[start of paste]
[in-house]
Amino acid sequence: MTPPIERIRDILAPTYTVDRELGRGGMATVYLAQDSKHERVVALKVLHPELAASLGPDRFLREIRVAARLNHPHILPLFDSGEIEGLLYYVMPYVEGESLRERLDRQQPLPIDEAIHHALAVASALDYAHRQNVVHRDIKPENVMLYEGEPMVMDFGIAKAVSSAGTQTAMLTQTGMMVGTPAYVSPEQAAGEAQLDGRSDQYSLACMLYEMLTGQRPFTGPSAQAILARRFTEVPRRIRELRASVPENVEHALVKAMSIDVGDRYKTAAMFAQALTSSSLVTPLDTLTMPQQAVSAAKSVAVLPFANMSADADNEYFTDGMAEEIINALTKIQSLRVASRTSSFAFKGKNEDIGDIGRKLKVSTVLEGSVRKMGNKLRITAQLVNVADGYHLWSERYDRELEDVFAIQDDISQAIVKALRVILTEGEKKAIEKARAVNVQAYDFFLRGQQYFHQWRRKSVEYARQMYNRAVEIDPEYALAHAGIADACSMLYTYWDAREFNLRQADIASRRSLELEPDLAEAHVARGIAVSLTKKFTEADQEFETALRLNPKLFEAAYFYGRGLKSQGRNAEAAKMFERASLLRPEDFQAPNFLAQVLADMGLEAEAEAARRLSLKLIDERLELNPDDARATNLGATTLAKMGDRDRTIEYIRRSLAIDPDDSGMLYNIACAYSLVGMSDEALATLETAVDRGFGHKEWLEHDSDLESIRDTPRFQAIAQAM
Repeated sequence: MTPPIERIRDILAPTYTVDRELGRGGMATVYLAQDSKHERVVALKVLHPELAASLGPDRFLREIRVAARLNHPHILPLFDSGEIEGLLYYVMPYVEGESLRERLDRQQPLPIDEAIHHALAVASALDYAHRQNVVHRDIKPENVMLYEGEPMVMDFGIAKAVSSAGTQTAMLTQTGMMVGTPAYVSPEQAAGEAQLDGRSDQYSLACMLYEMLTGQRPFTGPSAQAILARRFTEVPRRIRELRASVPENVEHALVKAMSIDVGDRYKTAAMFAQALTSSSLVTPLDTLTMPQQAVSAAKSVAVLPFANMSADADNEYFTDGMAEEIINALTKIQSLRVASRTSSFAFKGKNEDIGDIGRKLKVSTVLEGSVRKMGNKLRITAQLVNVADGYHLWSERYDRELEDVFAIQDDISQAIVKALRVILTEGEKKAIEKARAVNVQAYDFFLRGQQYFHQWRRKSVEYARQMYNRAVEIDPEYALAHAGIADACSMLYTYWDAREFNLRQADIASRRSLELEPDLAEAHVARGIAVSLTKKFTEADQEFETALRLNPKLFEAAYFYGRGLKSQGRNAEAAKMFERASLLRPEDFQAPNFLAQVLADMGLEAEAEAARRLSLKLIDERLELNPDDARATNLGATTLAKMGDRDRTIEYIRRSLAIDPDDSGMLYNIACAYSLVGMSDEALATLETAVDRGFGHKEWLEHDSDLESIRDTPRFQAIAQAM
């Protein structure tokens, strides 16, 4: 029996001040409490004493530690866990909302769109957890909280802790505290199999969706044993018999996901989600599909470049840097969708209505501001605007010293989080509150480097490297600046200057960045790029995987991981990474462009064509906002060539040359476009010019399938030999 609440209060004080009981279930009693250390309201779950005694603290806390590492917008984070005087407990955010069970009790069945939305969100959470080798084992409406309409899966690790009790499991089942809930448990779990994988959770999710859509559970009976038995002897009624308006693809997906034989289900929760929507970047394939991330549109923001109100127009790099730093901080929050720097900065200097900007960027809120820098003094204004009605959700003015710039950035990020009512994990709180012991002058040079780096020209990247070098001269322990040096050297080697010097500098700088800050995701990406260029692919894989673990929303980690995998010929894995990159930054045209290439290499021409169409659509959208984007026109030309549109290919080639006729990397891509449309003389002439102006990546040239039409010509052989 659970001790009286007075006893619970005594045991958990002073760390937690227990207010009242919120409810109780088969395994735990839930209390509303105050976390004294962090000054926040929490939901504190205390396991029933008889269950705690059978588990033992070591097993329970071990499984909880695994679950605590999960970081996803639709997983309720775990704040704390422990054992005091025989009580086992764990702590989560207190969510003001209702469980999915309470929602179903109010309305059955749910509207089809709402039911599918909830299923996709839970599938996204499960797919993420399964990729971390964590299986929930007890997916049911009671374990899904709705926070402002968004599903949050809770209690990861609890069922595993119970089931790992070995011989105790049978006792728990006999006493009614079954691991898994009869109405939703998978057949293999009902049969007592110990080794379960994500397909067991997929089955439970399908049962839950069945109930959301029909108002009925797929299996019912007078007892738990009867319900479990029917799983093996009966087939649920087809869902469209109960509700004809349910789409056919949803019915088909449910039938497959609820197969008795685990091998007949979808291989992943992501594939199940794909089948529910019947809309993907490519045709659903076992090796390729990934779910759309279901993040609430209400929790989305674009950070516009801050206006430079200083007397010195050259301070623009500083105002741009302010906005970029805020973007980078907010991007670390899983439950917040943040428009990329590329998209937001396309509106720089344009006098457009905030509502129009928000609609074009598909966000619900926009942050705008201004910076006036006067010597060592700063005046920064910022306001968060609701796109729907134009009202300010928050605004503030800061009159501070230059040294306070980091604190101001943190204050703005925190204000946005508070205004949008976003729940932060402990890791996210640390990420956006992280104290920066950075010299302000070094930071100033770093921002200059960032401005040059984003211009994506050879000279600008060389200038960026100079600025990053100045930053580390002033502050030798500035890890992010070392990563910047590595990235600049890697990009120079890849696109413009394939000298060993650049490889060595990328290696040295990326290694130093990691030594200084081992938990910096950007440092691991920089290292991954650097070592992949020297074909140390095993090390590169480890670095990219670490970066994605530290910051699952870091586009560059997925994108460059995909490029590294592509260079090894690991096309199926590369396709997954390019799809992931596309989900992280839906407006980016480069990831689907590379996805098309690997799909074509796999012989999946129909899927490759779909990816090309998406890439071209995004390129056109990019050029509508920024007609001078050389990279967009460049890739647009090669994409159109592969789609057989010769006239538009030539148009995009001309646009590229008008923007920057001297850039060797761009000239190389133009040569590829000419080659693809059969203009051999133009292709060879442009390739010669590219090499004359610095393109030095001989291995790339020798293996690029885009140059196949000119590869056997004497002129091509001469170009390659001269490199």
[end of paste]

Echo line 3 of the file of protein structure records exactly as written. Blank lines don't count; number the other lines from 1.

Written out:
Repeated sequence: MTPPIERIRDILAPTYTVDRELGRGGMATVYLAQDSKHERVVALKVLHPELAASLGPDRFLREIRVAARLNHPHILPLFDSGEIEGLLYYVMPYVEGESLRERLDRQQPLPIDEAIHHALAVASALDYAHRQNVVHRDIKPENVMLYEGEPMVMDFGIAKAVSSAGTQTAMLTQTGMMVGTPAYVSPEQAAGEAQLDGRSDQYSLACMLYEMLTGQRPFTGPSAQAILARRFTEVPRRIRELRASVPENVEHALVKAMSIDVGDRYKTAAMFAQALTSSSLVTPLDTLTMPQQAVSAAKSVAVLPFANMSADADNEYFTDGMAEEIINALTKIQSLRVASRTSSFAFKGKNEDIGDIGRKLKVSTVLEGSVRKMGNKLRITAQLVNVADGYHLWSERYDRELEDVFAIQDDISQAIVKALRVILTEGEKKAIEKARAVNVQAYDFFLRGQQYFHQWRRKSVEYARQMYNRAVEIDPEYALAHAGIADACSMLYTYWDAREFNLRQADIASRRSLELEPDLAEAHVARGIAVSLTKKFTEADQEFETALRLNPKLFEAAYFYGRGLKSQGRNAEAAKMFERASLLRPEDFQAPNFLAQVLADMGLEAEAEAARRLSLKLIDERLELNPDDARATNLGATTLAKMGDRDRTIEYIRRSLAIDPDDSGMLYNIACAYSLVGMSDEALATLETAVDRGFGHKEWLEHDSDLESIRDTPRFQAIAQAM